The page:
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In anxiety symptoms are ________ and _________?

Give example too

Physiological (Heart rate) and Cognitive (Negative thoughts)
To be diagnosed with anxiety what are the criteria?
The symptoms of anxiety have to be distressing and disabling

There has to be no objective threat

What are 4 anxiety disorders?

Panic Disorder

Generalized Anxiety Disorder

Separation Anxiety

What is an item that can be used to determine anxiety?
The Beck Anxiety inventory
What is a phobia?
A fear that is out of proportion and has no real reason or basis
Would a fear of sharks at UTSC be a phobia? Yes or no and why?
No, because it’s groundless
What are the 2 types of phobias?
Specific phobia and Social phobia
What is a specific phobia?
An unwarranted fear caused by the presence or anticipation of a specific object or situation
What is a social phobia?
A persistent irrational fear linked to the presence of other people
What are the 3 therapies for phobias?
Virtual reality

Systematic desensitization


How does systematic desensitization work?
We rank events from least to most provoking of anxiety in a situation. Then we couple relaxation training with each step and move on until we accomplish all of them.
How does flooding work?
It is an extreme measure where we throw the person into the problem situation to show them there is no problem. It’s like baptism by fire.
What is OCD?
It is a disorder where people have certain obsessions (intrusive thoughts) that are distressing and use their compulsions (repetitive behaviours) to try and relieve anxiety but it doesn’t relieve anything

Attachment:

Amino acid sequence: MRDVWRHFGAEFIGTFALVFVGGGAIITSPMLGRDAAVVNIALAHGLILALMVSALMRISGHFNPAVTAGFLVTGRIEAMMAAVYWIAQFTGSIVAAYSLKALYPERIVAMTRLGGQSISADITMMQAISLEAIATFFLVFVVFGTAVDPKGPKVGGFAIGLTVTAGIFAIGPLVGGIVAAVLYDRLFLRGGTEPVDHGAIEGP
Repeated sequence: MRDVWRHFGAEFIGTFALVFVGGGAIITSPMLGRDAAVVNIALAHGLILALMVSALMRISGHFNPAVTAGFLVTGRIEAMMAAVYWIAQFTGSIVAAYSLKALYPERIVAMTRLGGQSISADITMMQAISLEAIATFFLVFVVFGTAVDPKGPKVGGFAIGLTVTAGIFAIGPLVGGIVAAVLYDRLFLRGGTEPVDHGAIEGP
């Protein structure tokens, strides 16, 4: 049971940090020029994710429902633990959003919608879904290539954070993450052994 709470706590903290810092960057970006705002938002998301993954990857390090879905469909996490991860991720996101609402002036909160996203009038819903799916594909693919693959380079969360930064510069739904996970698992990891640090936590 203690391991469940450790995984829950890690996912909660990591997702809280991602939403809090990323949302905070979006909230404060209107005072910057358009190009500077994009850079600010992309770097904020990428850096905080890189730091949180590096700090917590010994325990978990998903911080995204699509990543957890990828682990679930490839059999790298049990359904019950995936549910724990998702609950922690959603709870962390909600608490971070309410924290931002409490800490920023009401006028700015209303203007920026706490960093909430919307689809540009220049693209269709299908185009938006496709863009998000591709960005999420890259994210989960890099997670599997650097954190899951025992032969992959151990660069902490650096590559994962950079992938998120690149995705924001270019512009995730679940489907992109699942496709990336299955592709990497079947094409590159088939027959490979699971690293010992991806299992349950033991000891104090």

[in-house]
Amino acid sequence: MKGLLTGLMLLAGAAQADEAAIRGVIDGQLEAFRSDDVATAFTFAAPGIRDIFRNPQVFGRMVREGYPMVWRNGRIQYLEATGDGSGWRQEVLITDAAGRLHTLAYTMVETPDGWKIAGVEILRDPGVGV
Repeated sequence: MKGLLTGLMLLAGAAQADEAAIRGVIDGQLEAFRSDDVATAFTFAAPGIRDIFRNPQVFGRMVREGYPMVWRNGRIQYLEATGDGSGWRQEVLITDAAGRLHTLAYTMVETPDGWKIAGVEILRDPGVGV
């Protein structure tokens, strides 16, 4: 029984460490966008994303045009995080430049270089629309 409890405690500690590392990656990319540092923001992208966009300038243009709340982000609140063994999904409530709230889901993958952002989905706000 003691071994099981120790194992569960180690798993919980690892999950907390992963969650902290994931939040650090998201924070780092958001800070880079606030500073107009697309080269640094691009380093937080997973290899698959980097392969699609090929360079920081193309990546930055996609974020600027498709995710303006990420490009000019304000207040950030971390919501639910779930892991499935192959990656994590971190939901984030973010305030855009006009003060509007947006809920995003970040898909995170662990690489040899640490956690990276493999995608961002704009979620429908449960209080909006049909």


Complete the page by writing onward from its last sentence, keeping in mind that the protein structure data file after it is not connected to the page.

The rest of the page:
Hoarding, symmetry, order and balance and things common in?
OCD patients
What is Generalized anxiety disorder?
It is chronic uncontrollable worry about all things
What is posttraumatic stress disorder (PTSD)?
It is extreme responses to a severe stressor usually after a traumatic event (i.e. war or rape) where the patient experiences flashbacks and stress from that event. They also try to avoid related stimuli.
What is Acute stress disorder?
It is where a traumatic event occurs and the patient experiences large stress for a short amount of time less than 1 month usually
What is a panic disorder?
It is a sudden, inexplicable attack of panic like symptoms such as heart rate, breathing, nausea, etc. The person also feels depersonalization (feeling like they’re looking at themselves as a third person) and derealization (feeling overwhelmed as if the world is not real)
What is agoraphobia?
It is a cluster of fears centering on being in open spaces and leaving the home. It is often linked to panic disorder.
Cued vs uncued panic attacks difference?
Cued panic attacks are phobias because something triggers it, but uncued panic attacks is related to panic disorders because we don’t know what triggers it.
Eating disorders are comorbid with?
Depression Anxiety

Substance use and abuse

Personality disorders

Who suffers more with eating disorders?
What is the most common eating disorder and what is second?
Binge eating and second is bulimia
Anorexia basically means?
Loss of appetite
What will anorexia patients exhibit?
Refusal to maintain a normal body weight, fear of gaining weight, amenorrhea and distorted body image
What are the 2 subtypes of anorexia and explain them?
The restricting subtype and the binge eating/purging subtype. The restricting subtype restricts their calorie intake alone. The binge eating/purging subtype vomits after eating but loses weight.